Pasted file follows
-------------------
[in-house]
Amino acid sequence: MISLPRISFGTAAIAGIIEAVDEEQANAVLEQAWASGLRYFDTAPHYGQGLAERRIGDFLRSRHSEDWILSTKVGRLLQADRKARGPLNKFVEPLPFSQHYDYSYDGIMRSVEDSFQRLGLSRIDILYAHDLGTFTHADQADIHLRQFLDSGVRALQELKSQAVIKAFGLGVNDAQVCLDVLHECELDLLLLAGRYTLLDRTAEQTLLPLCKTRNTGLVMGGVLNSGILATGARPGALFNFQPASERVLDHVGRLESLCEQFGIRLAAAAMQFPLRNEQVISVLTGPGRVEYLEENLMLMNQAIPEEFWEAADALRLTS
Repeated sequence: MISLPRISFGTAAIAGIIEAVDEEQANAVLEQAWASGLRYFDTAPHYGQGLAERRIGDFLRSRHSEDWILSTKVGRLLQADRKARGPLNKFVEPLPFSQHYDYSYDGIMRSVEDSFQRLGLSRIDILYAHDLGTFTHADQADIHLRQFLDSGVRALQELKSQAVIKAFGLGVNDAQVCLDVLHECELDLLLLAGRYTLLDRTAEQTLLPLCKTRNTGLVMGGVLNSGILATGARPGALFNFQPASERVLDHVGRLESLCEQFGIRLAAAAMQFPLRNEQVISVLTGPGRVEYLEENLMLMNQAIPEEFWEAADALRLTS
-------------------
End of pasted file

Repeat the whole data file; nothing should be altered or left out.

[in-house]
Amino acid sequence: MISLPRISFGTAAIAGIIEAVDEEQANAVLEQAWASGLRYFDTAPHYGQGLAERRIGDFLRSRHSEDWILSTKVGRLLQADRKARGPLNKFVEPLPFSQHYDYSYDGIMRSVEDSFQRLGLSRIDILYAHDLGTFTHADQADIHLRQFLDSGVRALQELKSQAVIKAFGLGVNDAQVCLDVLHECELDLLLLAGRYTLLDRTAEQTLLPLCKTRNTGLVMGGVLNSGILATGARPGALFNFQPASERVLDHVGRLESLCEQFGIRLAAAAMQFPLRNEQVISVLTGPGRVEYLEENLMLMNQAIPEEFWEAADALRLTS
Repeated sequence: MISLPRISFGTAAIAGIIEAVDEEQANAVLEQAWASGLRYFDTAPHYGQGLAERRIGDFLRSRHSEDWILSTKVGRLLQADRKARGPLNKFVEPLPFSQHYDYSYDGIMRSVEDSFQRLGLSRIDILYAHDLGTFTHADQADIHLRQFLDSGVRALQELKSQAVIKAFGLGVNDAQVCLDVLHECELDLLLLAGRYTLLDRTAEQTLLPLCKTRNTGLVMGGVLNSGILATGARPGALFNFQPASERVLDHVGRLESLCEQFGIRLAAAAMQFPLRNEQVISVLTGPGRVEYLEENLMLMNQAIPEEFWEAADALRLTS